Apartment Living & Water Conservation

Recent studies in other cities have indicated that water conservation is not high on the priority list when the apartment building owner is paying the bill. I think we all know it is not likely going to result in a cut in the monthly rent if we are diligent in water conservation, but there are some interesting facts and food for thought that you ought to know.

It was found that the average water consumption was 100 gallons per day per person when the building owner was paying the bill. That rate dropped to 55 to 60 gallons per day per person when the residents had their own meters and were paying the bill.  A further reduction in water savings was realized when the building was retrofitted with new water saving toilets and showerheads. The average daily usage was further reduced to 30 gallons per day per person.

Building owners can do the retrofit to their units and save themselves 20 to 40 percent on their water bills. The savings will more than pay for the retrofit. Research should be done to make sure that the units that are used actually do the job in one flush. There are units out there that take 2 even 3 flushes to do the job eliminating any potential water savings.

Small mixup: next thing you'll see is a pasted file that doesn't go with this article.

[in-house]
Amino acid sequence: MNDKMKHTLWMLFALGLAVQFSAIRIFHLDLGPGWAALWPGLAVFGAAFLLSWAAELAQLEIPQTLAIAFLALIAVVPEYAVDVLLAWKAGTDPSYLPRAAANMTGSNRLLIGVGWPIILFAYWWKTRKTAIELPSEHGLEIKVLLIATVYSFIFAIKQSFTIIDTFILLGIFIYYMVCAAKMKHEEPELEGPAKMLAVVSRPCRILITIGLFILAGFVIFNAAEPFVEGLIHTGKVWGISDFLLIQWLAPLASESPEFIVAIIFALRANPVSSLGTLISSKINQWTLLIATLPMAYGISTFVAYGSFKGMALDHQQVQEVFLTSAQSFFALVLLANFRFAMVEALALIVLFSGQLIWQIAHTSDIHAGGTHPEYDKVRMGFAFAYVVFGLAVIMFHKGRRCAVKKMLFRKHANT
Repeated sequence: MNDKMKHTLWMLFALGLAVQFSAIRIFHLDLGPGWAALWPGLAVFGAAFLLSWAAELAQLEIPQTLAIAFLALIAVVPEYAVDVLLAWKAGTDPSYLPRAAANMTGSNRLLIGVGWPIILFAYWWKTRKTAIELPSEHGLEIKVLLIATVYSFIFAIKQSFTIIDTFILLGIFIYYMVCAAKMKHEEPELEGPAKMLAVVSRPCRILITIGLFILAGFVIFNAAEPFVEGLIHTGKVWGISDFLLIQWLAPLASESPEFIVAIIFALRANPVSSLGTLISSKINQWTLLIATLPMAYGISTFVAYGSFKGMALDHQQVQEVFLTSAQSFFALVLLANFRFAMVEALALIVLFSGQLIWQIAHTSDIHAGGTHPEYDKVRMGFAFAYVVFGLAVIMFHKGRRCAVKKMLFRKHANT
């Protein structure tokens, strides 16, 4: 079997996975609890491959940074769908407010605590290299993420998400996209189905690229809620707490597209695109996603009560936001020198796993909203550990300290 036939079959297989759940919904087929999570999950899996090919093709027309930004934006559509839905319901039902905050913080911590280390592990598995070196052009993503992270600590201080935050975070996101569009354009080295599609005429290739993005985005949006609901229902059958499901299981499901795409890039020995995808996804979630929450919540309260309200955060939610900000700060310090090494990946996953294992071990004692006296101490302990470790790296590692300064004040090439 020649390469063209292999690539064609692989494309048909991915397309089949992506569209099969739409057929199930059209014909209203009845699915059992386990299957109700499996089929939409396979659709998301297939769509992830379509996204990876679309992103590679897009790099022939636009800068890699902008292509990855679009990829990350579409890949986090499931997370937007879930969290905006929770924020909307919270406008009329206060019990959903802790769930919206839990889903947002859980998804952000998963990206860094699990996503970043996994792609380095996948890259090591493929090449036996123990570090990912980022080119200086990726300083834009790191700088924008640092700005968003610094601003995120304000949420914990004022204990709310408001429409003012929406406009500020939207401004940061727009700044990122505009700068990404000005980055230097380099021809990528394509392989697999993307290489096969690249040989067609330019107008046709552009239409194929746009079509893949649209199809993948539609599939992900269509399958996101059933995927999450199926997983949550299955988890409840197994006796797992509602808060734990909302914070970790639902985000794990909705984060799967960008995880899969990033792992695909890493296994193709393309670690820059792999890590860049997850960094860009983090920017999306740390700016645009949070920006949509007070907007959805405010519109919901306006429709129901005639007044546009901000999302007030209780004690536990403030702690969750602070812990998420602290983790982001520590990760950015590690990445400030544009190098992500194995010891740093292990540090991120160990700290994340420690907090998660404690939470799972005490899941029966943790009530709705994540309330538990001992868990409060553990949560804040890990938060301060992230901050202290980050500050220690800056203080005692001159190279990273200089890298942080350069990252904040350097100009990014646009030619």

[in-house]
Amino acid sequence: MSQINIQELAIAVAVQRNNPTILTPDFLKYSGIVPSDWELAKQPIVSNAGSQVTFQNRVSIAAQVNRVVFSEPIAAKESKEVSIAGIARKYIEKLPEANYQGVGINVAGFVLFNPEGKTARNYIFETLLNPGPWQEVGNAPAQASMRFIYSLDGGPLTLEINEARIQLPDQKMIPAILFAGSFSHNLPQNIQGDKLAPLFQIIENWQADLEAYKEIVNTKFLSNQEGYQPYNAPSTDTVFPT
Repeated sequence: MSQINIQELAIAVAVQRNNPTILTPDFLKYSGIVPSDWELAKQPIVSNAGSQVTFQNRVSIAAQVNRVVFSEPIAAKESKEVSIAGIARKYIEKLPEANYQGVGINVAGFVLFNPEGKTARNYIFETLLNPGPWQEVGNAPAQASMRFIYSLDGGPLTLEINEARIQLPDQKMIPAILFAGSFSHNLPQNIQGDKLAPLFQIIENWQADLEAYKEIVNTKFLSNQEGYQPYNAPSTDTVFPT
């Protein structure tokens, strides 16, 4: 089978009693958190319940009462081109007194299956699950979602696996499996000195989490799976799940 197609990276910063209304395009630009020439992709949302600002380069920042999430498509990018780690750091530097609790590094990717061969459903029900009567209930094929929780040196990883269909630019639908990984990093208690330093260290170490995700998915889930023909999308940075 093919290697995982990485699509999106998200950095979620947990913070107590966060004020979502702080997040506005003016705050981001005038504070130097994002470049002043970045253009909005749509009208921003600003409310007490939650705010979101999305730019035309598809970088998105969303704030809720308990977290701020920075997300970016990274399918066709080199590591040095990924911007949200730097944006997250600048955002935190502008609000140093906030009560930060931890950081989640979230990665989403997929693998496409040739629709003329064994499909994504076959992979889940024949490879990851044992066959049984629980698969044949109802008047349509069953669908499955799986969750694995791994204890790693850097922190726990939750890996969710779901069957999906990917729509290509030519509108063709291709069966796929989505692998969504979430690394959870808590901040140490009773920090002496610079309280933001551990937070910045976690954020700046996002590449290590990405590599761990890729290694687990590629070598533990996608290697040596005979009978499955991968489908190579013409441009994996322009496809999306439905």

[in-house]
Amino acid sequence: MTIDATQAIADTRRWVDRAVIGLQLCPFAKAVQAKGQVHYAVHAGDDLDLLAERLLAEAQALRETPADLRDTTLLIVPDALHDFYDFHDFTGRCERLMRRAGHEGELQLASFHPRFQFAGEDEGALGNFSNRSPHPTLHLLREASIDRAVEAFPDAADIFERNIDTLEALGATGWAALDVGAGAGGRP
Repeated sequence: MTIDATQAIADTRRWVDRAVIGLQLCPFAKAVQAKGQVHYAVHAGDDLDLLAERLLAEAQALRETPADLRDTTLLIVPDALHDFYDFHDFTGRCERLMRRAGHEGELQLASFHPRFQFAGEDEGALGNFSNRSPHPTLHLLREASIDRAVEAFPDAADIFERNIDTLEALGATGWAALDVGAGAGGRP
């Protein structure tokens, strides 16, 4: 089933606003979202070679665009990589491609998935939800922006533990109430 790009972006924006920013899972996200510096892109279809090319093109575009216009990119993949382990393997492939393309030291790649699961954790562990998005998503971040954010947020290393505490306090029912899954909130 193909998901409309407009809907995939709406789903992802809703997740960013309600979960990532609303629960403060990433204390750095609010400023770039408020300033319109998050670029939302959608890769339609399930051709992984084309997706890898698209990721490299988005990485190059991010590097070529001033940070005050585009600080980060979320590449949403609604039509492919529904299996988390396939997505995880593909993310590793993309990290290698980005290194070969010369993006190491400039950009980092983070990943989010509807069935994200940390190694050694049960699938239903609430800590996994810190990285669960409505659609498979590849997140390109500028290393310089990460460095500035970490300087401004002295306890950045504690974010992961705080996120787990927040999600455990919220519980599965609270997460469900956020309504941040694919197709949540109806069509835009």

It is in everyone’s best interest to conserve water. World leaders have been saying that water (or rather the lack of water) related issues would probably be one of the most important issues of the 21st century. Wars will be fought over water issues.

Believe it or not the State of Minnesota has declared our state as a water shortage state. We are using more water out of our aquifers then can be replenished. I was at a recent meeting where a state official said that this would be very apparent when we have another drought like we did back in 1988 and 1989.

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We consistently test, monitor, and report on the quality of our water, electricity and wastewater discharge.  The safety of our citizens and the protection of the environment is important to all of us.